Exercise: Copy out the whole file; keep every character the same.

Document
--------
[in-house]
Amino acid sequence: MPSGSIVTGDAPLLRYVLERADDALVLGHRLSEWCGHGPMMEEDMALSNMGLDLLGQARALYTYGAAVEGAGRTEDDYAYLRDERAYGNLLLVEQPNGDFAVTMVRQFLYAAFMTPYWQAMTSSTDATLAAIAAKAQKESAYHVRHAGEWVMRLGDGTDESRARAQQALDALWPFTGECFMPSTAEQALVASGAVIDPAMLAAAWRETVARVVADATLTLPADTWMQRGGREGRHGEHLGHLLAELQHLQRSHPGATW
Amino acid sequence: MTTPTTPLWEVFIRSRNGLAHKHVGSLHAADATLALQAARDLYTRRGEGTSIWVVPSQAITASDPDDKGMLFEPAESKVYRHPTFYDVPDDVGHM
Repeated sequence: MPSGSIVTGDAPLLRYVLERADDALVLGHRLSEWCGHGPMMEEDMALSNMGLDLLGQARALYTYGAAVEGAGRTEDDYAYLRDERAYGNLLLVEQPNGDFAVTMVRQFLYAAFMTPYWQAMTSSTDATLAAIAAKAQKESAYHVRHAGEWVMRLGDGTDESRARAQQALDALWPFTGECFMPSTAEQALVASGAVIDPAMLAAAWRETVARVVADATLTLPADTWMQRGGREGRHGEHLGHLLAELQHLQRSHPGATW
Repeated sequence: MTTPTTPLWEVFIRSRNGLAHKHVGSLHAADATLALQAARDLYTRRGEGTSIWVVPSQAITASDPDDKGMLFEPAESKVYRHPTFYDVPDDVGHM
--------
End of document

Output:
[in-house]
Amino acid sequence: MPSGSIVTGDAPLLRYVLERADDALVLGHRLSEWCGHGPMMEEDMALSNMGLDLLGQARALYTYGAAVEGAGRTEDDYAYLRDERAYGNLLLVEQPNGDFAVTMVRQFLYAAFMTPYWQAMTSSTDATLAAIAAKAQKESAYHVRHAGEWVMRLGDGTDESRARAQQALDALWPFTGECFMPSTAEQALVASGAVIDPAMLAAAWRETVARVVADATLTLPADTWMQRGGREGRHGEHLGHLLAELQHLQRSHPGATW
Amino acid sequence: MTTPTTPLWEVFIRSRNGLAHKHVGSLHAADATLALQAARDLYTRRGEGTSIWVVPSQAITASDPDDKGMLFEPAESKVYRHPTFYDVPDDVGHM
Repeated sequence: MPSGSIVTGDAPLLRYVLERADDALVLGHRLSEWCGHGPMMEEDMALSNMGLDLLGQARALYTYGAAVEGAGRTEDDYAYLRDERAYGNLLLVEQPNGDFAVTMVRQFLYAAFMTPYWQAMTSSTDATLAAIAAKAQKESAYHVRHAGEWVMRLGDGTDESRARAQQALDALWPFTGECFMPSTAEQALVASGAVIDPAMLAAAWRETVARVVADATLTLPADTWMQRGGREGRHGEHLGHLLAELQHLQRSHPGATW
Repeated sequence: MTTPTTPLWEVFIRSRNGLAHKHVGSLHAADATLALQAARDLYTRRGEGTSIWVVPSQAITASDPDDKGMLFEPAESKVYRHPTFYDVPDDVGHM